In a typical Kingston fashion, the packaging consists of a black tray to lock the modules in place and a transparent cover for a potential buyer to see through.
Appearance of the modules is definitely not innovative; it is a well-known mix of standard green PCB and heatspreaders finished in Kingston’s trademark blue. One could criticize Kingston for their lack of imagination, but why spend extra R&D money thus making products more expensive when T1 heatspreaders already provide near maximum possible surface area and many people do not care about looks anyway.
Each of the modules is flashed with an SPD that contains information about maker, model and date of production. SPD also serves as an aid for setting timings and subtimings. For that purpose, it features a quartet of JEDEC profiles accompanied with a pair of XMP, both of which are being misread by CPU-Z. In reality, the first profile stands for DDR3-2400 at 11-13-13-30, which, we reckon, is the actual spec of this memory and the second – for a more reasonable DDR3-2133 at 11-12-11-30.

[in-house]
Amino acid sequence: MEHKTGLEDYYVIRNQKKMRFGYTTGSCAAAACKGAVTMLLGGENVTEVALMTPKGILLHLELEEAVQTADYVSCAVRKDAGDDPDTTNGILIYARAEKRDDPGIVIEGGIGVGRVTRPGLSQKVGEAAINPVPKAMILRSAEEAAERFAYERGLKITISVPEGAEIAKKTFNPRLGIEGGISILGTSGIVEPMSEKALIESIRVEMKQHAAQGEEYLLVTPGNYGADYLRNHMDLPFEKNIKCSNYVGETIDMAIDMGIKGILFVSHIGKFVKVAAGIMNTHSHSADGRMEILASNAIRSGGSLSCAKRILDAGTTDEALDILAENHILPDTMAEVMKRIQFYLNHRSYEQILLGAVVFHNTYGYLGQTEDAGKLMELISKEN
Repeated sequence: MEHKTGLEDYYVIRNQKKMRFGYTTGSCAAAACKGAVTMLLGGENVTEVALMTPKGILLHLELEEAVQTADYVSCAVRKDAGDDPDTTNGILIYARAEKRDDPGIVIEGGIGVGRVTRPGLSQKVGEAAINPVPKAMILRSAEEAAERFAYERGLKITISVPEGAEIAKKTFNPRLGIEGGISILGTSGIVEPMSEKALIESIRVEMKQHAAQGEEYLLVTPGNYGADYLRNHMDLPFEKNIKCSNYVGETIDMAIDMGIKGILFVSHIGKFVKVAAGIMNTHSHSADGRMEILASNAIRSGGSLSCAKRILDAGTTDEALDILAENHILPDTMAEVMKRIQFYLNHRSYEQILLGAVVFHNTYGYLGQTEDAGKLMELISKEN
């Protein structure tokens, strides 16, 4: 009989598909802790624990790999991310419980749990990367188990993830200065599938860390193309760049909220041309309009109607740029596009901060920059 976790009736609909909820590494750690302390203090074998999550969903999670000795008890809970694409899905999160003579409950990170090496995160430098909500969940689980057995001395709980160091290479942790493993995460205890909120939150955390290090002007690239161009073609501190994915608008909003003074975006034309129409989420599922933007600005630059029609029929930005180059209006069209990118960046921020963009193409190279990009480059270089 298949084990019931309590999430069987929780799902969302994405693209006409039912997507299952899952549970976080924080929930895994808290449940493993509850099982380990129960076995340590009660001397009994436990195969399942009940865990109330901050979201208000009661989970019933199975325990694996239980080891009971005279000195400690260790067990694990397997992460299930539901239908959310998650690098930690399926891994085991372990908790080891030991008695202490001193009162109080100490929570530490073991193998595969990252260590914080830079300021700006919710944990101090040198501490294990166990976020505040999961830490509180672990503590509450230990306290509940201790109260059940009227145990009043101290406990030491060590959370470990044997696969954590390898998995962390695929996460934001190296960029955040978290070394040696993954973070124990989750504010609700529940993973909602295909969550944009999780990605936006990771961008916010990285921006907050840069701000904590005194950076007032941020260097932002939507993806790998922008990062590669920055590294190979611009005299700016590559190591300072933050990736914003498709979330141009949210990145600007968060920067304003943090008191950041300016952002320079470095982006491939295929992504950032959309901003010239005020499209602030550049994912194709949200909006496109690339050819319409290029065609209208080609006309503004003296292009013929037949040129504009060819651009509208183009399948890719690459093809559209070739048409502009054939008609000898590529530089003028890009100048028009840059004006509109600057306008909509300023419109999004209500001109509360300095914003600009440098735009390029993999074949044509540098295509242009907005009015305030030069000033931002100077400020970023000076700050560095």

Another aspect where we didn’t notice any changes was the thermal adhesive responsible for heat transfer between ICs and heatsinks. Similar to HyperX modules of the past, on our T1 it was loose enough to attempt heatspreader removal without any additional precautions.
It turns out that our modules are based on Hynix’s 2Gb CFR-series ICs. Such choice is not bad given the memory specification but, to be honest, on a flagship product we expected to see something better like BFR or Samsung revision D.
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